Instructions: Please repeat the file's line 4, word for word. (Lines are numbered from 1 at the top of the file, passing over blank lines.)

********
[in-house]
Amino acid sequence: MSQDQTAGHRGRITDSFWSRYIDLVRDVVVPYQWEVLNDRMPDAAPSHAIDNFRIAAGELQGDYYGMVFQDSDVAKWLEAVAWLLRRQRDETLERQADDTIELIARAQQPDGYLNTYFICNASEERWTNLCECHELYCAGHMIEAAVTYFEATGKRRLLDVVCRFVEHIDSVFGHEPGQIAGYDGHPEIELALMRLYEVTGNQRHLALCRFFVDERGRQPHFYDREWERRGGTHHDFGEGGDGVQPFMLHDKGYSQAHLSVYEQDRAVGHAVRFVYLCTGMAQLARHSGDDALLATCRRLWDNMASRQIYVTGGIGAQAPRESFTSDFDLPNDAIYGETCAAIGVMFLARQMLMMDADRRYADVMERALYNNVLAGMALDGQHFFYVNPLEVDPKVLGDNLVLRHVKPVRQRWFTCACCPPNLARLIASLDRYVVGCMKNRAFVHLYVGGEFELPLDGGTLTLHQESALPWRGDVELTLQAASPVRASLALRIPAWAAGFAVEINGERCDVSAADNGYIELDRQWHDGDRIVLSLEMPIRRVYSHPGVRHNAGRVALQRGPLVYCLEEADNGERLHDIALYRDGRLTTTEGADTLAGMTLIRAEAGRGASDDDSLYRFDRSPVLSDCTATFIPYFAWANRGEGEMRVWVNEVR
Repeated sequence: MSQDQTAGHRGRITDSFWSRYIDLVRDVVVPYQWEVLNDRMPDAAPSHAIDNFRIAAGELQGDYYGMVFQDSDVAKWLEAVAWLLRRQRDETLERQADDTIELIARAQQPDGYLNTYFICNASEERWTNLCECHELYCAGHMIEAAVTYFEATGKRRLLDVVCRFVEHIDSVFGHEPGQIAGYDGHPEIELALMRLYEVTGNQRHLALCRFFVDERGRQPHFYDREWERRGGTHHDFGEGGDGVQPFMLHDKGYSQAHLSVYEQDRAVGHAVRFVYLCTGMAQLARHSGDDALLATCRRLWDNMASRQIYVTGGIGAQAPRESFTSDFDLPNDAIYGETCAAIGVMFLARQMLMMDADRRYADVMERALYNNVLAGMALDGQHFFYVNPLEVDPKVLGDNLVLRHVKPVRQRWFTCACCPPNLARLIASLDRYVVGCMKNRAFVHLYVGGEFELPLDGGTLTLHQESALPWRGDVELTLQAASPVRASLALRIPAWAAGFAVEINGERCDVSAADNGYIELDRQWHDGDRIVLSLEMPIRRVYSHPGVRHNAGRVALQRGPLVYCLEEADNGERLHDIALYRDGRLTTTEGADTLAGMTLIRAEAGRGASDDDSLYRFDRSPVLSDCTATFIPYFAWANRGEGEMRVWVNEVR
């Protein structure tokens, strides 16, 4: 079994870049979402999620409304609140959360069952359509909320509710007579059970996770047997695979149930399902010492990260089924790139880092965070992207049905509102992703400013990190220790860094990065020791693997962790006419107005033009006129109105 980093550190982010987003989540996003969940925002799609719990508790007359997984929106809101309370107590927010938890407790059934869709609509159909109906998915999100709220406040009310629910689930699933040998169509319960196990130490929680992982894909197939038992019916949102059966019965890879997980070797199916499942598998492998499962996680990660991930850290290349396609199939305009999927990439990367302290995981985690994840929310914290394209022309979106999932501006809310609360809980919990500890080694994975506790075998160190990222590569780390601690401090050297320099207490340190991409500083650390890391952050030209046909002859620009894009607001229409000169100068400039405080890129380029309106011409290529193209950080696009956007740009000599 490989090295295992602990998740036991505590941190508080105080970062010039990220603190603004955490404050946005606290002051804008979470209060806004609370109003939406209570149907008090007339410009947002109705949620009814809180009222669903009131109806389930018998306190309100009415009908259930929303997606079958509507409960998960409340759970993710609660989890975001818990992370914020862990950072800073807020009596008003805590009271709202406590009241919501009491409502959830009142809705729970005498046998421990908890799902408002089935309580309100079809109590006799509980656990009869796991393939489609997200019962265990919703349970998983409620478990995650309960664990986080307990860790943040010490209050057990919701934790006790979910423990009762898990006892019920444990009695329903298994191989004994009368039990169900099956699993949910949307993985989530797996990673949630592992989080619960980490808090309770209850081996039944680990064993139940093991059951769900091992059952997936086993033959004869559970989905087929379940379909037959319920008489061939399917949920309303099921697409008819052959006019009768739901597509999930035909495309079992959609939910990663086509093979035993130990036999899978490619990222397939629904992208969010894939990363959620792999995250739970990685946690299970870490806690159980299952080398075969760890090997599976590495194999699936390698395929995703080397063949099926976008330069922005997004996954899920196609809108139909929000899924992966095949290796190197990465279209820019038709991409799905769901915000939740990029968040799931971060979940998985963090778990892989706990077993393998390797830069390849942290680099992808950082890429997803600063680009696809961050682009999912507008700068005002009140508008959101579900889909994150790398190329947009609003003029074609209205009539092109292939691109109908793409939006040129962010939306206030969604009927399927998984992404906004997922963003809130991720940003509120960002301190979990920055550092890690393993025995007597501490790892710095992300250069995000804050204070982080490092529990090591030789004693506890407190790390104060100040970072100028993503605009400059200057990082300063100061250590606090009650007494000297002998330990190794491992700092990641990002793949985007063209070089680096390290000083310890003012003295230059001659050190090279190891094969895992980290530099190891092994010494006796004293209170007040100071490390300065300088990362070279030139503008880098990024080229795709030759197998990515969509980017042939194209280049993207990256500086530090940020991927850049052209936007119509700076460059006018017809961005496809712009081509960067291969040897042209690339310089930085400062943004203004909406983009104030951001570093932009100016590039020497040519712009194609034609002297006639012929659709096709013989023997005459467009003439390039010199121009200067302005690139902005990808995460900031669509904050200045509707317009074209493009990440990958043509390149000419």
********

């Protein structure tokens, strides 16, 4: 079994870049979402999620409304609140959360069952359509909320509710007579059970996770047997695979149930399902010492990260089924790139880092965070992207049905509102992703400013990190220790860094990065020791693997962790006419107005033009006129109105 980093550190982010987003989540996003969940925002799609719990508790007359997984929106809101309370107590927010938890407790059934869709609509159909109906998915999100709220406040009310629910689930699933040998169509319960196990130490929680992982894909197939038992019916949102059966019965890879997980070797199916499942598998492998499962996680990660991930850290290349396609199939305009999927990439990367302290995981985690994840929310914290394209022309979106999932501006809310609360809980919990500890080694994975506790075998160190990222590569780390601690401090050297320099207490340190991409500083650390890391952050030209046909002859620009894009607001229409000169100068400039405080890129380029309106011409290529193209950080696009956007740009000599 490989090295295992602990998740036991505590941190508080105080970062010039990220603190603004955490404050946005606290002051804008979470209060806004609370109003939406209570149907008090007339410009947002109705949620009814809180009222669903009131109806389930018998306190309100009415009908259930929303997606079958509507409960998960409340759970993710609660989890975001818990992370914020862990950072800073807020009596008003805590009271709202406590009241919501009491409502959830009142809705729970005498046998421990908890799902408002089935309580309100079809109590006799509980656990009869796991393939489609997200019962265990919703349970998983409620478990995650309960664990986080307990860790943040010490209050057990919701934790006790979910423990009762898990006892019920444990009695329903298994191989004994009368039990169900099956699993949910949307993985989530797996990673949630592992989080619960980490808090309770209850081996039944680990064993139940093991059951769900091992059952997936086993033959004869559970989905087929379940379909037959319920008489061939399917949920309303099921697409008819052959006019009768739901597509999930035909495309079992959609939910990663086509093979035993130990036999899978490619990222397939629904992208969010894939990363959620792999995250739970990685946690299970870490806690159980299952080398075969760890090997599976590495194999699936390698395929995703080397063949099926976008330069922005997004996954899920196609809108139909929000899924992966095949290796190197990465279209820019038709991409799905769901915000939740990029968040799931971060979940998985963090778990892989706990077993393998390797830069390849942290680099992808950082890429997803600063680009696809961050682009999912507008700068005002009140508008959101579900889909994150790398190329947009609003003029074609209205009539092109292939691109109908793409939006040129962010939306206030969604009927399927998984992404906004997922963003809130991720940003509120960002301190979990920055550092890690393993025995007597501490790892710095992300250069995000804050204070982080490092529990090591030789004693506890407190790390104060100040970072100028993503605009400059200057990082300063100061250590606090009650007494000297002998330990190794491992700092990641990002793949985007063209070089680096390290000083310890003012003295230059001659050190090279190891094969895992980290530099190891092994010494006796004293209170007040100071490390300065300088990362070279030139503008880098990024080229795709030759197998990515969509980017042939194209280049993207990256500086530090940020991927850049052209936007119509700076460059006018017809961005496809712009081509960067291969040897042209690339310089930085400062943004203004909406983009104030951001570093932009100016590039020497040519712009194609034609002297006639012929659709096709013989023997005459467009003439390039010199121009200067302005690139902005990808995460900031669509904050200045509707317009074209493009990440990958043509390149000419």